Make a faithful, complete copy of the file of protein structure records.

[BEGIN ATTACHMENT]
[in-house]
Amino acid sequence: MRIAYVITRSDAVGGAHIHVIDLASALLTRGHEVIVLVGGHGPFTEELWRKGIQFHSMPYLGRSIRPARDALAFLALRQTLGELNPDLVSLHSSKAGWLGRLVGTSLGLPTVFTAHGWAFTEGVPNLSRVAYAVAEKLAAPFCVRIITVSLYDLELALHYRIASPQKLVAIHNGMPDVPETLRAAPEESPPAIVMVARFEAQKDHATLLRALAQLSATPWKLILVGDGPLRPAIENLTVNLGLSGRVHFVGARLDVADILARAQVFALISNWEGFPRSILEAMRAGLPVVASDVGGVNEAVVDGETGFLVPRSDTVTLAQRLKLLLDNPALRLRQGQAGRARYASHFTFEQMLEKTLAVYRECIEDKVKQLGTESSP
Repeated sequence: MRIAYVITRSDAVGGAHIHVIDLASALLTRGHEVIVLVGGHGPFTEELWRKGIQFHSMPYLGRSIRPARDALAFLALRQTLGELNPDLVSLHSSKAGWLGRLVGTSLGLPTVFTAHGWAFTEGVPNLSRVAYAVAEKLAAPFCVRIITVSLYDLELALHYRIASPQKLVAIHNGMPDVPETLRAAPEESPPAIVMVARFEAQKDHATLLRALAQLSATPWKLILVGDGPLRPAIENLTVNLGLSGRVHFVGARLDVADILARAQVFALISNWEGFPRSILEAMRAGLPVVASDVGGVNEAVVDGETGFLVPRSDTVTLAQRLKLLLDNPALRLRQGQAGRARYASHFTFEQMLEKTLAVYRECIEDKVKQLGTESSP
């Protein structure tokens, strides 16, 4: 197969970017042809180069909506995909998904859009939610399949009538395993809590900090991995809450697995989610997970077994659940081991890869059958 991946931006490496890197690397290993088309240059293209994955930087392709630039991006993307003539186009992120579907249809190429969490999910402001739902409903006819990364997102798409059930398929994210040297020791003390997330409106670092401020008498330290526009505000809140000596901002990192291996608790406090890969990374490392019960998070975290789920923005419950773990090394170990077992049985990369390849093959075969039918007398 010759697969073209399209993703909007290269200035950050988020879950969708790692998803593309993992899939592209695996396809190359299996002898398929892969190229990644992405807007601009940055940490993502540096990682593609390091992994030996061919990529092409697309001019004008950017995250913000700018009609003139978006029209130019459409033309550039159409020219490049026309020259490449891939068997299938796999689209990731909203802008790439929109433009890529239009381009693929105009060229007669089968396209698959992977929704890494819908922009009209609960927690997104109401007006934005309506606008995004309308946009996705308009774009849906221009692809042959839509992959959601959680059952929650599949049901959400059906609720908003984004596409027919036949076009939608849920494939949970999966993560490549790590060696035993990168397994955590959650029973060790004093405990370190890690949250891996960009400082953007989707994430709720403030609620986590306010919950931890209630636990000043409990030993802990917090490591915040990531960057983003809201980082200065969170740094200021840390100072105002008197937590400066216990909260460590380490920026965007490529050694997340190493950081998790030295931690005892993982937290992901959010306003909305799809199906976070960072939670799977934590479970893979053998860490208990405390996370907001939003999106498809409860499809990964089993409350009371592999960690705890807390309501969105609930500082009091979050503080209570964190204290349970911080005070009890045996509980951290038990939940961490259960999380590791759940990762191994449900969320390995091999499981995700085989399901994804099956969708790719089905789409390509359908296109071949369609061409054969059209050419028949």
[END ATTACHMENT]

[in-house]
Amino acid sequence: MRIAYVITRSDAVGGAHIHVIDLASALLTRGHEVIVLVGGHGPFTEELWRKGIQFHSMPYLGRSIRPARDALAFLALRQTLGELNPDLVSLHSSKAGWLGRLVGTSLGLPTVFTAHGWAFTEGVPNLSRVAYAVAEKLAAPFCVRIITVSLYDLELALHYRIASPQKLVAIHNGMPDVPETLRAAPEESPPAIVMVARFEAQKDHATLLRALAQLSATPWKLILVGDGPLRPAIENLTVNLGLSGRVHFVGARLDVADILARAQVFALISNWEGFPRSILEAMRAGLPVVASDVGGVNEAVVDGETGFLVPRSDTVTLAQRLKLLLDNPALRLRQGQAGRARYASHFTFEQMLEKTLAVYRECIEDKVKQLGTESSP
Repeated sequence: MRIAYVITRSDAVGGAHIHVIDLASALLTRGHEVIVLVGGHGPFTEELWRKGIQFHSMPYLGRSIRPARDALAFLALRQTLGELNPDLVSLHSSKAGWLGRLVGTSLGLPTVFTAHGWAFTEGVPNLSRVAYAVAEKLAAPFCVRIITVSLYDLELALHYRIASPQKLVAIHNGMPDVPETLRAAPEESPPAIVMVARFEAQKDHATLLRALAQLSATPWKLILVGDGPLRPAIENLTVNLGLSGRVHFVGARLDVADILARAQVFALISNWEGFPRSILEAMRAGLPVVASDVGGVNEAVVDGETGFLVPRSDTVTLAQRLKLLLDNPALRLRQGQAGRARYASHFTFEQMLEKTLAVYRECIEDKVKQLGTESSP
């Protein structure tokens, strides 16, 4: 197969970017042809180069909506995909998904859009939610399949009538395993809590900090991995809450697995989610997970077994659940081991890869059958 991946931006490496890197690397290993088309240059293209994955930087392709630039991006993307003539186009992120579907249809190429969490999910402001739902409903006819990364997102798409059930398929994210040297020791003390997330409106670092401020008498330290526009505000809140000596901002990192291996608790406090890969990374490392019960998070975290789920923005419950773990090394170990077992049985990369390849093959075969039918007398 010759697969073209399209993703909007290269200035950050988020879950969708790692998803593309993992899939592209695996396809190359299996002898398929892969190229990644992405807007601009940055940490993502540096990682593609390091992994030996061919990529092409697309001019004008950017995250913000700018009609003139978006029209130019459409033309550039159409020219490049026309020259490449891939068997299938796999689209990731909203802008790439929109433009890529239009381009693929105009060229007669089968396209698959992977929704890494819908922009009209609960927690997104109401007006934005309506606008995004309308946009996705308009774009849906221009692809042959839509992959959601959680059952929650599949049901959400059906609720908003984004596409027919036949076009939608849920494939949970999966993560490549790590060696035993990168397994955590959650029973060790004093405990370190890690949250891996960009400082953007989707994430709720403030609620986590306010919950931890209630636990000043409990030993802990917090490591915040990531960057983003809201980082200065969170740094200021840390100072105002008197937590400066216990909260460590380490920026965007490529050694997340190493950081998790030295931690005892993982937290992901959010306003909305799809199906976070960072939670799977934590479970893979053998860490208990405390996370907001939003999106498809409860499809990964089993409350009371592999960690705890807390309501969105609930500082009091979050503080209570964190204290349970911080005070009890045996509980951290038990939940961490259960999380590791759940990762191994449900969320390995091999499981995700085989399901994804099956969708790719089905789409390509359908296109071949369609061409054969059209050419028949």